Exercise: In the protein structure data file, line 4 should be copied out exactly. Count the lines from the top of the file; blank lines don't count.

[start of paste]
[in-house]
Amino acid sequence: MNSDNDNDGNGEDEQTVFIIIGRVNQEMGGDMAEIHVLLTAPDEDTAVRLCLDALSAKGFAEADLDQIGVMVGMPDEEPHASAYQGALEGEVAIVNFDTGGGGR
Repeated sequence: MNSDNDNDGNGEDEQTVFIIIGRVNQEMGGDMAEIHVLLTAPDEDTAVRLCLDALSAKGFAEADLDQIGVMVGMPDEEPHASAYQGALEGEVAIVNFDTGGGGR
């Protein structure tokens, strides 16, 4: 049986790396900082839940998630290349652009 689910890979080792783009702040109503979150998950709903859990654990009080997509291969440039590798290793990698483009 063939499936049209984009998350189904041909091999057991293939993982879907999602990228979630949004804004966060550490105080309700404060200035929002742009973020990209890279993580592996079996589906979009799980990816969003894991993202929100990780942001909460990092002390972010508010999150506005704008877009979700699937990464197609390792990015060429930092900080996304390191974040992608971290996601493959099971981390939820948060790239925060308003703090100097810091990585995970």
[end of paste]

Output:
């Protein structure tokens, strides 16, 4: 049986790396900082839940998630290349652009 689910890979080792783009702040109503979150998950709903859990654990009080997509291969440039590798290793990698483009 063939499936049209984009998350189904041909091999057991293939993982879907999602990228979630949004804004966060550490105080309700404060200035929002742009973020990209890279993580592996079996589906979009799980990816969003894991993202929100990780942001909460990092002390972010508010999150506005704008877009979700699937990464197609390792990015060429930092900080996304390191974040992608971290996601493959099971981390939820948060790239925060308003703090100097810091990585995970």